Some suggest that the Sergeant Jasper application is mired in “confusion, controversy, angst and debate. It shouldn’t be.

The planning and zoning rules are clear. They just need to be followed, and the Planning Commission process to lower the height limit, already in motion, should be allowed to proceed without interference from the BAR.

A recent op-ed suggested that the zoning on the Sergeant Jasper tract is conflicting and inconsistent, and that zoning “does not allow for the very use that must predominate the site, residential.” In fact, limited business zoning on the Jasper tract not only allows — it contemplates — a predominantly residential use. That’s validated by the fact that for 60 years the Sergeant Jasper was predominantly residential. Limited business, as defined in the zoning ordinance, limits the hours of business operations in a residential area, but it doesn’t require that there be any businesses nor does it preclude predominantly residential uses.

The writer suggested the designation of “urban” under the city’s Century V Comprehensive Plan conflicted with properties surrounding the tract. We respectfully disagree that this designation creates a conflict or confusion.

The term “urban” is a zoning designation that can only be understood in context by looking at the other designations in the Century V Plan. “Urban” falls midway between “rural” and “urban core.” “Urban,” the designation for the Sergeant Jasper, is defined as “mixed use, but primarily residential.” To illustrate “urban,” the plan cites as examples Wagener Terrace and Riverland Terrace.

Conversely, “urban core” is the designation for unlimited residential density that also allows intense mixed use and business that applies to the Upper King and Meeting District and WestEdge. “Urban core” is where the proposed Jasper complex would be appropriately constructed.

Most importantly, the op-ed implied that the old 3X zoning designation may be a property right that cannot be “taken away.” Quite the contrary. The Planning Commission just voted to recommend an amendment to lower the height limit to 55 feet. This is a long-deferred change first recommended by the 1974 Preservation Plan. Eventually City Council will have the chance to vote on that amendment to finally eradicate all 3X zoning that’s been called a “relic” and a “dinosaur” by city officials and the mayor.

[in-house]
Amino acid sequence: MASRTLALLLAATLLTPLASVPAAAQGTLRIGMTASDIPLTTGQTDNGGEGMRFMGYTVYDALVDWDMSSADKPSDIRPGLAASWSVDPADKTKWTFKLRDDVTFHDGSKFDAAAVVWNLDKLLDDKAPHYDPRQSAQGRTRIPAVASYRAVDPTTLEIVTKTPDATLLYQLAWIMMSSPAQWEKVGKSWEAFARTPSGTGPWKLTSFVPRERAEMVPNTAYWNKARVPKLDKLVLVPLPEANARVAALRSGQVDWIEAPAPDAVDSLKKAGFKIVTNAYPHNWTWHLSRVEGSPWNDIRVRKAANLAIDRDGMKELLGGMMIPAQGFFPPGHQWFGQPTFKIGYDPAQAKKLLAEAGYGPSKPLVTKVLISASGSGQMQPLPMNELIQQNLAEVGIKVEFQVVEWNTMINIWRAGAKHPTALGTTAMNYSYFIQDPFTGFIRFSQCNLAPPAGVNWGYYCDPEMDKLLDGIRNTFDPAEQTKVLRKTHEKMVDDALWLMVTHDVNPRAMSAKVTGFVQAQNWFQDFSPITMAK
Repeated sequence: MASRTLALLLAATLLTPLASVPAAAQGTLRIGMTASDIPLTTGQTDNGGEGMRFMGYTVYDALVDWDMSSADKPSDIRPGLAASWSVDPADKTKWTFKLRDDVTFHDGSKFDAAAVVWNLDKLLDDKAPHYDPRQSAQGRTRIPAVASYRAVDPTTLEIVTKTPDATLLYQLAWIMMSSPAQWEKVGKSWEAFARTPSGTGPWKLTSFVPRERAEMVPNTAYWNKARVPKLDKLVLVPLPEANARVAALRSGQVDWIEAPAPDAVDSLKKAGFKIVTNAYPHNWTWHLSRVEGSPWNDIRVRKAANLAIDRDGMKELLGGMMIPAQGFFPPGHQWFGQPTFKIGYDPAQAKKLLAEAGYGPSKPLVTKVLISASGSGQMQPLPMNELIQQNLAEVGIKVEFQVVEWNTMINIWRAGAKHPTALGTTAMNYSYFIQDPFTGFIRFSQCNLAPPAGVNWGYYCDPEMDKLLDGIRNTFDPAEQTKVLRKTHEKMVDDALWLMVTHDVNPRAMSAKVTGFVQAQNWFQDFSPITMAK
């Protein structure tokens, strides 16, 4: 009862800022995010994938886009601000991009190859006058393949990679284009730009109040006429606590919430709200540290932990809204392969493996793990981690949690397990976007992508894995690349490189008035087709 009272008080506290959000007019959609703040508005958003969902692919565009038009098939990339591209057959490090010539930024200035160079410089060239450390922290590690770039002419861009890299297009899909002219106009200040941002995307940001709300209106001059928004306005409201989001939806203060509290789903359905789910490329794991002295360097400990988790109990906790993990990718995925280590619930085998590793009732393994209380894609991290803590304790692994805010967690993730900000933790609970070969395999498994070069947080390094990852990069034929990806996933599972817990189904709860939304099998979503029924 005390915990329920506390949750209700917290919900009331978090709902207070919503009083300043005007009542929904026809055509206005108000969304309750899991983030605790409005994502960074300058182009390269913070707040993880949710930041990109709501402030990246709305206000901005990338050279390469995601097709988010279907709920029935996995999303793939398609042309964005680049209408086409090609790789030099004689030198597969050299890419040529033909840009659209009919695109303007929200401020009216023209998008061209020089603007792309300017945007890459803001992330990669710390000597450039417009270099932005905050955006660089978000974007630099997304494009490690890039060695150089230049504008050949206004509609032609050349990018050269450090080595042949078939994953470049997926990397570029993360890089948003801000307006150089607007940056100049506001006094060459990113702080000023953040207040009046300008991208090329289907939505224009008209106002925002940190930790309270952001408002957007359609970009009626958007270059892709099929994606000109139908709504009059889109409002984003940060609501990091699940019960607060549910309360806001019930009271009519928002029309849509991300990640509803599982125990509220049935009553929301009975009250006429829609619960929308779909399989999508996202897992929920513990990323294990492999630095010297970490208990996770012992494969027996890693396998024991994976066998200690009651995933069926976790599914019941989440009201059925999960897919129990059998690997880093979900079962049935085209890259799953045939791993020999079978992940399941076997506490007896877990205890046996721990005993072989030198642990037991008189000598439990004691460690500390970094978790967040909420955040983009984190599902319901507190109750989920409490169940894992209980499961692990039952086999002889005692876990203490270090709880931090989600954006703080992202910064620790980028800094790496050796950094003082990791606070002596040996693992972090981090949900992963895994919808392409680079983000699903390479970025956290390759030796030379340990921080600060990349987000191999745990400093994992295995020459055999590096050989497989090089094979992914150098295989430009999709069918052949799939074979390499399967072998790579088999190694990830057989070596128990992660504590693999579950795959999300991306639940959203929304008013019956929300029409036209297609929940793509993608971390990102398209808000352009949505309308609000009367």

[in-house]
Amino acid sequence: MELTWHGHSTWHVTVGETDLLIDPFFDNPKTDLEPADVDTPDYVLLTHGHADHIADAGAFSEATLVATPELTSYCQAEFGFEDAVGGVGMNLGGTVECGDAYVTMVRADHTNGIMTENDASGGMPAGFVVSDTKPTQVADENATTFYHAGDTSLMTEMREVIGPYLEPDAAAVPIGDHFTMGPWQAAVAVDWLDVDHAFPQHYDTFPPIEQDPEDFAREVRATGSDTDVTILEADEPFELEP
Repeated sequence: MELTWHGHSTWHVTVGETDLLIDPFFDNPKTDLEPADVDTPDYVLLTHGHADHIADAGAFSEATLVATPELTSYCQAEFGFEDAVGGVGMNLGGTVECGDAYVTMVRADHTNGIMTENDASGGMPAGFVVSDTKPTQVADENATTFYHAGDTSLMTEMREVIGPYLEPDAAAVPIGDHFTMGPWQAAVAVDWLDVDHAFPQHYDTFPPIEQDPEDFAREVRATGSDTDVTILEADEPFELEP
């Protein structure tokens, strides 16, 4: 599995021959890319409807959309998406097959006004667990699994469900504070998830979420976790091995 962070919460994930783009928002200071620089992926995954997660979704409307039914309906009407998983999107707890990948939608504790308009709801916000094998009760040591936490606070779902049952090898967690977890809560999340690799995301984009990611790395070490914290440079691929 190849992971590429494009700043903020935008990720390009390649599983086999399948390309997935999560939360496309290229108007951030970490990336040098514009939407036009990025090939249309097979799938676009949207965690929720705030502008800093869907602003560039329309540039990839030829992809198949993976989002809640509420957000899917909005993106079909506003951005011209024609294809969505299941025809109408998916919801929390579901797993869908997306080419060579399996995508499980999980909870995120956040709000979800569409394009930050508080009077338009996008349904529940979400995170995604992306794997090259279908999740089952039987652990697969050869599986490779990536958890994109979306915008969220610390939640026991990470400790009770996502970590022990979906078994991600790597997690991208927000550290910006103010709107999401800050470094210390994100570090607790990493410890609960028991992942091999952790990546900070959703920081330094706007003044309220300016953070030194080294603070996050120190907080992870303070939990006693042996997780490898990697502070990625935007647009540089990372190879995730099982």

Despite claims of “vested rights” on the Sergeant Jasper property, the city ordinance explicitly states that any rights arise only after final approval for a plan is granted — in this case, after the BAR grants a certificate of authority and the city planning staff finds that all zoning and regulatory requirements are met.

Final approval hasn’t been granted. Therefore, City Council has the right, some say obligation, to adjust the Jasper height limit to make it compatible with the surrounding neighborhoods and with the city’s planning documents.

Even with current zoning, the applicant could build something both more suitable and completely residential if it chose to. In the meantime, the BAR should respect the Planning Commission process that is already underway and defer consideration of the current Jasper proposal until that has been decided.

Jay Williams Jr.

Chair, Sergeant Jasper Committee

Charlestowne Neighborhood Association

King Street

Charleston

This letter was also signed by: Virginia Bush, William C. Cleveland, J. Randolph Pelzer, Margot Rose and Thomas Waring, members of the Sergeant Jasper committee.